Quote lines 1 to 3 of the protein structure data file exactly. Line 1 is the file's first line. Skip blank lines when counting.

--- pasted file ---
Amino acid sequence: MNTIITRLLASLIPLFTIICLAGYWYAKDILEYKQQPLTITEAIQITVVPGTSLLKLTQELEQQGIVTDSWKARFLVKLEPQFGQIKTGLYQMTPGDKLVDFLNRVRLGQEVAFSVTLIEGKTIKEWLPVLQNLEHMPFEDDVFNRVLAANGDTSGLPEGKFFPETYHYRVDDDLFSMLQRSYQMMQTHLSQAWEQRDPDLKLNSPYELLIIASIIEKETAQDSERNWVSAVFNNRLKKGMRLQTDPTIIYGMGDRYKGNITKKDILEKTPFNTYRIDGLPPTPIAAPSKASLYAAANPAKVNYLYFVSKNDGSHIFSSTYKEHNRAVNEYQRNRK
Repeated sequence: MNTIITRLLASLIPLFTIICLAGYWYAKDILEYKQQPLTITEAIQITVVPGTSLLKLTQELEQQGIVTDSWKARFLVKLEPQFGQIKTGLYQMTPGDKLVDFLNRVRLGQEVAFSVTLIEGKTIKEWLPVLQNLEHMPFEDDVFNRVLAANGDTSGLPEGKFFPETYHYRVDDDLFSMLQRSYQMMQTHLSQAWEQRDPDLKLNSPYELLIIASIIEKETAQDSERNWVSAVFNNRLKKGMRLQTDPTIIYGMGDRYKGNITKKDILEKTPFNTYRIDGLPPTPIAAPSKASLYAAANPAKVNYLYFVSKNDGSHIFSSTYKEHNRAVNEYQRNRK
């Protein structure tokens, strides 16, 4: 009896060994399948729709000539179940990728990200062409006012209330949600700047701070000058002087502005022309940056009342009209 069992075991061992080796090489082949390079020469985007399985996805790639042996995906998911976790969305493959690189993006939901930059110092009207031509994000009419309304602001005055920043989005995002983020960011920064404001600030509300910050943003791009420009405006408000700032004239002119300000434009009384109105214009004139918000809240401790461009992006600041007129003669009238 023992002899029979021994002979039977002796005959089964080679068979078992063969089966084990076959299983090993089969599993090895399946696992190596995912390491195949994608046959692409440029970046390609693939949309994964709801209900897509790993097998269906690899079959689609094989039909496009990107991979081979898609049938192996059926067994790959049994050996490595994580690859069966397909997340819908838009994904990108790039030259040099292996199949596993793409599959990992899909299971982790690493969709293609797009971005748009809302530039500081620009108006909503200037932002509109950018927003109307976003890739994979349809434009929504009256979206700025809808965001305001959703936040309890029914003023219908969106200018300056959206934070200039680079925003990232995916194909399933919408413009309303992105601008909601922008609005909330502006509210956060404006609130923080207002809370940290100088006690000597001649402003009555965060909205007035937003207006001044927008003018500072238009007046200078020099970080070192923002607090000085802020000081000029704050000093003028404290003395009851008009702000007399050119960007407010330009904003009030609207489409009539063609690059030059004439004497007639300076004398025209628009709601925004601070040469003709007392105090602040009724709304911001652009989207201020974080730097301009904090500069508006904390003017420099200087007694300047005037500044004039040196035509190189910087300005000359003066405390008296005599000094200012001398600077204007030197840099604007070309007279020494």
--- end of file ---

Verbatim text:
Amino acid sequence: MNTIITRLLASLIPLFTIICLAGYWYAKDILEYKQQPLTITEAIQITVVPGTSLLKLTQELEQQGIVTDSWKARFLVKLEPQFGQIKTGLYQMTPGDKLVDFLNRVRLGQEVAFSVTLIEGKTIKEWLPVLQNLEHMPFEDDVFNRVLAANGDTSGLPEGKFFPETYHYRVDDDLFSMLQRSYQMMQTHLSQAWEQRDPDLKLNSPYELLIIASIIEKETAQDSERNWVSAVFNNRLKKGMRLQTDPTIIYGMGDRYKGNITKKDILEKTPFNTYRIDGLPPTPIAAPSKASLYAAANPAKVNYLYFVSKNDGSHIFSSTYKEHNRAVNEYQRNRK
Repeated sequence: MNTIITRLLASLIPLFTIICLAGYWYAKDILEYKQQPLTITEAIQITVVPGTSLLKLTQELEQQGIVTDSWKARFLVKLEPQFGQIKTGLYQMTPGDKLVDFLNRVRLGQEVAFSVTLIEGKTIKEWLPVLQNLEHMPFEDDVFNRVLAANGDTSGLPEGKFFPETYHYRVDDDLFSMLQRSYQMMQTHLSQAWEQRDPDLKLNSPYELLIIASIIEKETAQDSERNWVSAVFNNRLKKGMRLQTDPTIIYGMGDRYKGNITKKDILEKTPFNTYRIDGLPPTPIAAPSKASLYAAANPAKVNYLYFVSKNDGSHIFSSTYKEHNRAVNEYQRNRK
């Protein structure tokens, strides 16, 4: 009896060994399948729709000539179940990728990200062409006012209330949600700047701070000058002087502005022309940056009342009209 069992075991061992080796090489082949390079020469985007399985996805790639042996995906998911976790969305493959690189993006939901930059110092009207031509994000009419309304602001005055920043989005995002983020960011920064404001600030509300910050943003791009420009405006408000700032004239002119300000434009009384109105214009004139918000809240401790461009992006600041007129003669009238 023992002899029979021994002979039977002796005959089964080679068979078992063969089966084990076959299983090993089969599993090895399946696992190596995912390491195949994608046959692409440029970046390609693939949309994964709801209900897509790993097998269906690899079959689609094989039909496009990107991979081979898609049938192996059926067994790959049994050996490595994580690859069966397909997340819908838009994904990108790039030259040099292996199949596993793409599959990992899909299971982790690493969709293609797009971005748009809302530039500081620009108006909503200037932002509109950018927003109307976003890739994979349809434009929504009256979206700025809808965001305001959703936040309890029914003023219908969106200018300056959206934070200039680079925003990232995916194909399933919408413009309303992105601008909601922008609005909330502006509210956060404006609130923080207002809370940290100088006690000597001649402003009555965060909205007035937003207006001044927008003018500072238009007046200078020099970080070192923002607090000085802020000081000029704050000093003028404290003395009851008009702000007399050119960007407010330009904003009030609207489409009539063609690059030059004439004497007639300076004398025209628009709601925004601070040469003709007392105090602040009724709304911001652009989207201020974080730097301009904090500069508006904390003017420099200087007694300047005037500044004039040196035509190189910087300005000359003066405390008296005599000094200012001398600077204007030197840099604007070309007279020494």